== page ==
Nearly all of the Los Angeles Lakers spent significant portions of their woeful 2012-13 NBA season injured, suited-up, watching expensive, mediocre basketball. But former Laker Andrew Bynum took that to the extreme this season, when his first season in Philadelphia turned into a bowling sabbatical where he did not play in a single game.
The Lakers were disappointing, but Andrew Bynum’s disappointing season was devastating. Andrew Bynum was officially ruled out of the remainder of the season when he had season ending surgery on both knees in March. At least one knee injury was a bowling accident. Bynum only made news for his injuries and outrageous hair.
Dwight Howard and Andrew Bynum are both unrestricted free agents this offseason. Both of the NBA’s premier centers want a max-contract, but based on their 2012-13 seasons neither should get it. Presumably I’m in the majority, but the Lakers center next year, if temporarily take money out of the decision making process, should be Andrew Bynum, not Dwight Howard or anybody else.
This season was not the first season that Andrew Bynum missed due to crippling knee injuries, and it won’t be the last. He only played in more than 65 regular season games once in his career. Dwight Howard had offseason back surgery last year, and despite it being his first major injury, afterwards he did not look like the same D-12 as in Orlando. Along with many other injuries, it severely affected his play. But will it carry over next year?
Long term Dwight Howard is more likely to have a longer career despite being 2 years older. Bynum’s knees have taken a beating. But he has dealt with knee injuries his whole career, and knows how to be effective with them. I give the edge to Bynum.
On the court
Dwight Howard has much better rebounding instincts, and his numbers support that. Even with limited activity this year he lead the NBA in rebounding. But Andrew Bynum’s post skills are far superior. He scores with his back to the basket, and keeps the ball high. Dwight Howard must have led the league in balls stripped out of his hands while inside the restricted area, and his post moves regressed (along with his touches).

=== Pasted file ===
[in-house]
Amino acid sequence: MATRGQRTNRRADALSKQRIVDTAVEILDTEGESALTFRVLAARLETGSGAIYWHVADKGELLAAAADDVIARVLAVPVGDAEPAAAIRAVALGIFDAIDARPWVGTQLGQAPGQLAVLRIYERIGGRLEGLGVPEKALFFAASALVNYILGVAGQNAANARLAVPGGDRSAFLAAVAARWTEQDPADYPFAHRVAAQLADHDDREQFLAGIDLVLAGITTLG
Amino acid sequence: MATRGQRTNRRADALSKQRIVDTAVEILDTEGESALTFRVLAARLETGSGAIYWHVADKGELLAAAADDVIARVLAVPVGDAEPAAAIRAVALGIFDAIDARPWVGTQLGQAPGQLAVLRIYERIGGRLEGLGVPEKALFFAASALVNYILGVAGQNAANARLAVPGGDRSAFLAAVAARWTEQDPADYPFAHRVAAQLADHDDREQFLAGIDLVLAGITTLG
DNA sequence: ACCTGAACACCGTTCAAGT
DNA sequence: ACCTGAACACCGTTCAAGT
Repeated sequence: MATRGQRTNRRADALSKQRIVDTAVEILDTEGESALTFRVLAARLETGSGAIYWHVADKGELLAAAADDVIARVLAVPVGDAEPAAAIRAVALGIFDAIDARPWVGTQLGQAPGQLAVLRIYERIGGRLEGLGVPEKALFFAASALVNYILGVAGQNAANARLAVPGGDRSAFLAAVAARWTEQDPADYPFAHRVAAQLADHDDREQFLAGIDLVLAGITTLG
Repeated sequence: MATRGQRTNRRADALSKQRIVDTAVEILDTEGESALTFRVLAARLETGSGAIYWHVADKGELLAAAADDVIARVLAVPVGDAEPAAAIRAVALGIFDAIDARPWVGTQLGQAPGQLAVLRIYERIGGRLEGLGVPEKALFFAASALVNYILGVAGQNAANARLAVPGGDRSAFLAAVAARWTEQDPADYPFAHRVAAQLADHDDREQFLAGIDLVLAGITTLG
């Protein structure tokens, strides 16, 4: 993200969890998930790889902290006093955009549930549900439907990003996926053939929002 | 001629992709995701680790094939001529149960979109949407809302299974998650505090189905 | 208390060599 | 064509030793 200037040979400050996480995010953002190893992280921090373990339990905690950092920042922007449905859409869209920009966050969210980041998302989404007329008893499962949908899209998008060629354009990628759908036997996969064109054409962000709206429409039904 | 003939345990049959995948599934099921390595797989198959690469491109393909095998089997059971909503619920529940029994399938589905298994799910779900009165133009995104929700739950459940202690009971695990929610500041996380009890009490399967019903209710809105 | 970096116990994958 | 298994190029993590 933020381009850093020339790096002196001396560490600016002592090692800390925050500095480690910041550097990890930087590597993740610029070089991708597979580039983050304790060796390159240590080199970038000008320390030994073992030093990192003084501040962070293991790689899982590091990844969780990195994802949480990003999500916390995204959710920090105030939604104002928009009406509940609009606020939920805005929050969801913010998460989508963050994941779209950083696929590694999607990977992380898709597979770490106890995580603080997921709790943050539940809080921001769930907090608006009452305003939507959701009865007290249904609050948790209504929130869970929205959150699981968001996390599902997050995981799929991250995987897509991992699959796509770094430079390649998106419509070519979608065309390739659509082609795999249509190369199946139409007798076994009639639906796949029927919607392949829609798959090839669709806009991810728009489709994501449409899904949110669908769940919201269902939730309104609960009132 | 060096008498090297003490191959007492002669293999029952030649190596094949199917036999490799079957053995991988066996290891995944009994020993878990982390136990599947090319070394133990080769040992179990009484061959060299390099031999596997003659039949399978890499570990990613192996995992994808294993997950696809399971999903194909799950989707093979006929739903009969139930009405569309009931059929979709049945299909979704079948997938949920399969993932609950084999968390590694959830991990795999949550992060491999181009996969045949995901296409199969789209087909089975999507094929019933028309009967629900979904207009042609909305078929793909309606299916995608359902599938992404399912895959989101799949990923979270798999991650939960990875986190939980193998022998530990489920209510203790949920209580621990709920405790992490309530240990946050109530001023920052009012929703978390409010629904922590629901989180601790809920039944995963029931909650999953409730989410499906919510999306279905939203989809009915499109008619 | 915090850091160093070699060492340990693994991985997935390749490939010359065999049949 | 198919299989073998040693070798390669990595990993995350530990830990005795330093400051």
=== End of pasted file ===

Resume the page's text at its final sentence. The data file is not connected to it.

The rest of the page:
I give the edge to Bynum here because of how well he works with Pau Gasol. If the Lakers want to maximize their potential, Bynum might be as good as Howard, but Bynum and Pau Gasol make each other better.
Besides acquiring a potential franchise player like Dwight Howard to build around, a big motivating factor for Mitch Kupchak trading away Bynum in a 4 team deal was his maturity issues. Those problems did not appear to get better in his first season away from LA either. Memorably, Bynum clobbered JJ Barea, he was surly when Mike Brown (remember him?) benched him for shooting a corner 3-pointer (a move yet D’Antoni probably would have made him team captain for), and he would often even lash out against Phil.
Dwight Howard’s infamous ‘will he stay or will he go’ routine stretched on forever, and it has not ended yet. The frustrating part for outsiders is the disconnect between what Howard says and what he does. He is constantly talking, since there are constantly microphones in his face, and no matter how motivated he says he is, his play is inconsistent and uninspired.
Attitude issues and drama will be a major part of the equation. with either center. But a major difference between the two is even though Andre Bynum didn’t play all season, he still appears comfortable in his role no matter what it is. Dwight Howard plays many roles, and never looks comforable in any of them. Bynum saw what it was like this year, from a distance albeit, to not be on a contending team. He is fine with it. But if he comes back to LA he could at least temporarily put his maturity issues behind him, and be the center that won two NBA titles in Los Angeles.
Both players are a high risk, with no guarantees of a high reward. This is not a classic case of the devil you know and the devil you don’t. The Lakers know both devils. But Andrew Bynum knows the devil that is Los Angeles, and he might be motivated to come back for slightly less than max money to help the team he grew up with, and could win with again. Howard doesn’t know what he wants, and will get max money somewhere.
The Dwight Howard I watched this season should not be the starting center for the Lakers next season. But pursuing who Dr. J accused this week of being ‘damaged goods’ is a risky move.
What do you think Hubsters? Should the Lakers take a chance and get Andrew Bynum back?